Access

  • VM-723206

    SSCrazy

    Points: 2964

    Comments posted to this topic are about the item Access

  • Mighty

    SSCrazy Eights

    Points: 8468

    Maybe it's just me, but I read the question differently, looking for the SQL Server data type to match the MS Access data type. Might be that my English is not good enough...

  • craigpessano

    SSCertifiable

    Points: 5358

    Michael Kipp (6/25/2009)


    Maybe it's just me, but I read the question differently, looking for the SQL Server data type to match the MS Access data type. Might be that my English is not good enough...

    It's not just you... I read it the same way and as a result answered nvarchar.

  • Richard Driscoll

    SSCommitted

    Points: 1541

  • dmbaker

    SSCertifiable

    Points: 5024

    Gawd, I feel awful for actually knowing the answer. :sick:

  • Irish Flyer

    SSCrazy

    Points: 2245

    Who cares?? What does Access have to do with REAL databases?

  • LostAccount

    SSCarpal Tunnel

    Points: 4951

    I missed this also because I read the question. It says "What is the equivalent of 'text' data type in MS Access?"

    Although the majority are getting it "correct" I also read it to mean the other direction. The question should have been worded something like "What is the MS Access equivalent to the SQL data type 'text'?"

  • Mighty

    SSCrazy Eights

    Points: 8468

    Irish Flyer (6/25/2009)


    Who cares?? What does Access have to do with REAL databases?

    Not too much, so in that respect the question of matching a MS Access data type to a SQL Server data type makes even more sense, since that knowledge is needed when migrating those datatbases to real ones...:-D

  • Andrew Watson-478275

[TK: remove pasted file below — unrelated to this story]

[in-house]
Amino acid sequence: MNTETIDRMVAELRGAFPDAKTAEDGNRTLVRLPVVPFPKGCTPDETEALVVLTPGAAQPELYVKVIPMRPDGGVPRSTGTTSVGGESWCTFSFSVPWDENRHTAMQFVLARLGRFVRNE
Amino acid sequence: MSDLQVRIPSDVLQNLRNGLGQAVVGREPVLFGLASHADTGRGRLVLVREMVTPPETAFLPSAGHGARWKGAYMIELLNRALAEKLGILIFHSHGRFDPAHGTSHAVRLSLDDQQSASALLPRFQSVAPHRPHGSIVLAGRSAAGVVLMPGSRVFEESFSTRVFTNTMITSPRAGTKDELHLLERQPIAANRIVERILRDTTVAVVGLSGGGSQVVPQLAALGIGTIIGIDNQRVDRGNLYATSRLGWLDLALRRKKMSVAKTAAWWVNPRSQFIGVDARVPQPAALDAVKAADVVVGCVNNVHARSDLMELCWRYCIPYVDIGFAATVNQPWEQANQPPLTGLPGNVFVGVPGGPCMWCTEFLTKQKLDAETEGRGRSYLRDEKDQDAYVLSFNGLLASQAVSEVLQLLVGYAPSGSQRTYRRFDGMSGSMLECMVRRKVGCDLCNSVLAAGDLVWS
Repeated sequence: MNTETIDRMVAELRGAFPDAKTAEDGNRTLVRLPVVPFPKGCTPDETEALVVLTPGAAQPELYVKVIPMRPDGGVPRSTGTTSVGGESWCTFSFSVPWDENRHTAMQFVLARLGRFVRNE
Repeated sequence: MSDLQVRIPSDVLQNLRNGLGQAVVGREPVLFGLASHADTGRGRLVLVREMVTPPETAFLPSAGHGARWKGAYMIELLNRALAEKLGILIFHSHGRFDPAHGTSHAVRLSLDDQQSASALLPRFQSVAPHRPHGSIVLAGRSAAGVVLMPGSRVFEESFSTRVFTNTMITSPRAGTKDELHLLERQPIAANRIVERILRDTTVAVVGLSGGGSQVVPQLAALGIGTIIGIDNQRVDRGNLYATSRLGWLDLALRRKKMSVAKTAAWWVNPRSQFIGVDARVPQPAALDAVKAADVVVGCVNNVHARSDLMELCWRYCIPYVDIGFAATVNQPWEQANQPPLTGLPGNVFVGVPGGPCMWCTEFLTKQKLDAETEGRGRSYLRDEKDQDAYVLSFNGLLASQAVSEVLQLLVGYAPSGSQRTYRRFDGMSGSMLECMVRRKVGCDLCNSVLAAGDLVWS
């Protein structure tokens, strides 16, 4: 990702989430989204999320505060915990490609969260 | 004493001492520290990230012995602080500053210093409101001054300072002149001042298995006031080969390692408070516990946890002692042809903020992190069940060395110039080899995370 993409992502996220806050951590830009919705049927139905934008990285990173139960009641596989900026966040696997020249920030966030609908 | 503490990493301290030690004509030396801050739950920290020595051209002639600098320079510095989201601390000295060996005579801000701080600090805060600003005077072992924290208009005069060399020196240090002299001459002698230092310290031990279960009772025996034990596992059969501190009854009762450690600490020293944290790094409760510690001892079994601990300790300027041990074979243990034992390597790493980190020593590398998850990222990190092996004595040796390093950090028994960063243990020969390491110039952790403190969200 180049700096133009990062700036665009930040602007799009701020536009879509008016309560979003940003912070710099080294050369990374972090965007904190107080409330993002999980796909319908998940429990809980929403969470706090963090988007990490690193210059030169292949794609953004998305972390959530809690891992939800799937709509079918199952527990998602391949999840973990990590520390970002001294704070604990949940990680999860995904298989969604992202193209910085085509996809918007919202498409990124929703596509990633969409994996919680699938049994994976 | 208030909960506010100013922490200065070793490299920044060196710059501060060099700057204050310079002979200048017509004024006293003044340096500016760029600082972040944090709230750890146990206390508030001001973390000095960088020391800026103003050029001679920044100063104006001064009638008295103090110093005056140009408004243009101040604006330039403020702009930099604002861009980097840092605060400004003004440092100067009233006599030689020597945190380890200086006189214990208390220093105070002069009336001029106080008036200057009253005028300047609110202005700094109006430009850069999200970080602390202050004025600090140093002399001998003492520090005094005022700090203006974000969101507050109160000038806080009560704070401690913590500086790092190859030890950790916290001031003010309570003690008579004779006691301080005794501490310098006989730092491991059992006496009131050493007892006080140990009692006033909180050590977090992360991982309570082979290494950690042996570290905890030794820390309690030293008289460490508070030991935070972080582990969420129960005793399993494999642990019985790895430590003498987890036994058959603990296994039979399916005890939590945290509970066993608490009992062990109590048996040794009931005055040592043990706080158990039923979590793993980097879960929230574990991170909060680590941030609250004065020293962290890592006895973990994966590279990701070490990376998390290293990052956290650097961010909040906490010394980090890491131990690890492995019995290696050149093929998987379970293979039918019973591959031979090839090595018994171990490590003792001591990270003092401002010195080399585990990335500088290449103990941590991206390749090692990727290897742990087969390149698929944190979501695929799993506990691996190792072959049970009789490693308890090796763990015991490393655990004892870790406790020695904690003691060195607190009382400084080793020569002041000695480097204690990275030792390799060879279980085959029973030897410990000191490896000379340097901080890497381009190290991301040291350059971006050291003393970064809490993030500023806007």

SSCarpal Tunnel

    Points: 4554

    I'm with David on this one. The question as written is totally ambiguous, and nvarchar or memo are equally valid answers, depending on how you parse the question.

  • jritson

    Ten Centuries

    Points: 1007

    I did even worse, I went into Access, opened the design of a table, saw that my character type fields are formatted "text" so opted for "text."

    I have to admit though, it was worth it. I now have a much better understanding of the difference between text and varchar in SQL and memo and text in Access.

  • Mighty

    SSCrazy Eights

    Points: 8468

    Andrew Watson (6/25/2009)


    I'm with David on this one. The question as written is totally ambiguous, and nvarchar or memo are equally valid answers, depending on how you parse the question.

    I agree on this. Anyone who gave one of both answers, should be granted the point. Because the point is what it is all about!;-)

  • OCTom

    SSChampion

    Points: 11755

    There are two "text" type fields in Access: Text and Memo. That's the way I read it.

    But, I thought we were'nt supposed to use the SQL Server TEXT data type anyway.

  • Cliff Jones

    SSChampion

    Points: 10517

    dmbaker (6/25/2009)


    Gawd, I feel awful for actually knowing the answer. :sick:

    I got this one wrong. I can live with that.

  • knechod

    SSC-Addicted

    Points: 482

    David Harder (6/25/2009)


    I missed this also because I read the question. It says "What is the equivalent of 'text' data type in MS Access?"

    Although the majority are getting it "correct" I also read it to mean the other direction. The question should have been worded something like "What is the MS Access equivalent to the SQL data type 'text'?"

    I see I'm not the only one to read the question that way! Another vote for points!

    Kevin

    --
    Please upgrade to .sig 2.0

  • JF1081

    SSC Eights!

    Points: 982

    I read it and figured it could be answered both ways so I had a 50 - 50 change to get it right. I chose TEXT data type in Access = NVARCHAR data type in SQL

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